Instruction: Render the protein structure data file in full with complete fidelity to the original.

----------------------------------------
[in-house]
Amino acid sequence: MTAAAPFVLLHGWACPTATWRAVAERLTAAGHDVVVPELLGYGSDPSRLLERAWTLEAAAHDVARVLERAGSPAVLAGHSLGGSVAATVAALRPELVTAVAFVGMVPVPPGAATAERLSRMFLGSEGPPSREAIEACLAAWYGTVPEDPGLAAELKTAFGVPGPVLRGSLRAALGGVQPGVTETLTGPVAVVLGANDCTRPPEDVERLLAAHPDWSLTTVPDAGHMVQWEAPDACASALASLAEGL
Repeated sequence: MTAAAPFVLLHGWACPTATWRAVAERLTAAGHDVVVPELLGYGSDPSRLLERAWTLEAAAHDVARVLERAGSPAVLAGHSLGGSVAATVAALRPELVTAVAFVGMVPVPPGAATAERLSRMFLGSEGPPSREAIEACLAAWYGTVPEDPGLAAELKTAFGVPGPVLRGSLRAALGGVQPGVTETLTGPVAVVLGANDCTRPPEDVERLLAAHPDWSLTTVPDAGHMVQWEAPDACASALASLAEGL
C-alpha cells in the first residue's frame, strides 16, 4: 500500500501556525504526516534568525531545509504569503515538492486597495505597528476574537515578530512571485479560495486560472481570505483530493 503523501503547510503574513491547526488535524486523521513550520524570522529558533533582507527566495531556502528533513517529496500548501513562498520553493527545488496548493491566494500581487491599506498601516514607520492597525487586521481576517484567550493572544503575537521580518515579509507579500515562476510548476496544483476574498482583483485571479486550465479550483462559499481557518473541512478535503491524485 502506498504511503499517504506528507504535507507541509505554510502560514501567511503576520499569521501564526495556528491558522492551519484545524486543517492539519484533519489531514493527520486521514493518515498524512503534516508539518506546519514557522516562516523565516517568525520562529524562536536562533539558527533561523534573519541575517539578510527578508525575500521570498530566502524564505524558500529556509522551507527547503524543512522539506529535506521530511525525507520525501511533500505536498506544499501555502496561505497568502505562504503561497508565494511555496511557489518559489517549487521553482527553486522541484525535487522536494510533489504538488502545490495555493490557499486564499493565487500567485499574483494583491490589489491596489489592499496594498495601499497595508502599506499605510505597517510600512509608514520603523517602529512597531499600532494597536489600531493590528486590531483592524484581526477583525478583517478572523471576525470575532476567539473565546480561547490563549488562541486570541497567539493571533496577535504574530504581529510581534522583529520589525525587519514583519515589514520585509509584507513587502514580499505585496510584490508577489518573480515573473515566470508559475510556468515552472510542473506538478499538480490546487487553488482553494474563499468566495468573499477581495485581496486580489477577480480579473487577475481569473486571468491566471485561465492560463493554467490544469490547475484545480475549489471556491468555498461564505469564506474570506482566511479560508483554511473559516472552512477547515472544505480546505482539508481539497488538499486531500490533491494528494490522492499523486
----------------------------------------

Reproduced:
[in-house]
Amino acid sequence: MTAAAPFVLLHGWACPTATWRAVAERLTAAGHDVVVPELLGYGSDPSRLLERAWTLEAAAHDVARVLERAGSPAVLAGHSLGGSVAATVAALRPELVTAVAFVGMVPVPPGAATAERLSRMFLGSEGPPSREAIEACLAAWYGTVPEDPGLAAELKTAFGVPGPVLRGSLRAALGGVQPGVTETLTGPVAVVLGANDCTRPPEDVERLLAAHPDWSLTTVPDAGHMVQWEAPDACASALASLAEGL
Repeated sequence: MTAAAPFVLLHGWACPTATWRAVAERLTAAGHDVVVPELLGYGSDPSRLLERAWTLEAAAHDVARVLERAGSPAVLAGHSLGGSVAATVAALRPELVTAVAFVGMVPVPPGAATAERLSRMFLGSEGPPSREAIEACLAAWYGTVPEDPGLAAELKTAFGVPGPVLRGSLRAALGGVQPGVTETLTGPVAVVLGANDCTRPPEDVERLLAAHPDWSLTTVPDAGHMVQWEAPDACASALASLAEGL
C-alpha cells in the first residue's frame, strides 16, 4: 500500500501556525504526516534568525531545509504569503515538492486597495505597528476574537515578530512571485479560495486560472481570505483530493 503523501503547510503574513491547526488535524486523521513550520524570522529558533533582507527566495531556502528533513517529496500548501513562498520553493527545488496548493491566494500581487491599506498601516514607520492597525487586521481576517484567550493572544503575537521580518515579509507579500515562476510548476496544483476574498482583483485571479486550465479550483462559499481557518473541512478535503491524485 502506498504511503499517504506528507504535507507541509505554510502560514501567511503576520499569521501564526495556528491558522492551519484545524486543517492539519484533519489531514493527520486521514493518515498524512503534516508539518506546519514557522516562516523565516517568525520562529524562536536562533539558527533561523534573519541575517539578510527578508525575500521570498530566502524564505524558500529556509522551507527547503524543512522539506529535506521530511525525507520525501511533500505536498506544499501555502496561505497568502505562504503561497508565494511555496511557489518559489517549487521553482527553486522541484525535487522536494510533489504538488502545490495555493490557499486564499493565487500567485499574483494583491490589489491596489489592499496594498495601499497595508502599506499605510505597517510600512509608514520603523517602529512597531499600532494597536489600531493590528486590531483592524484581526477583525478583517478572523471576525470575532476567539473565546480561547490563549488562541486570541497567539493571533496577535504574530504581529510581534522583529520589525525587519514583519515589514520585509509584507513587502514580499505585496510584490508577489518573480515573473515566470508559475510556468515552472510542473506538478499538480490546487487553488482553494474563499468566495468573499477581495485581496486580489477577480480579473487577475481569473486571468491566471485561465492560463493554467490544469490547475484545480475549489471556491468555498461564505469564506474570506482566511479560508483554511473559516472552512477547515472544505480546505482539508481539497488538499486531500490533491494528494490522492499523486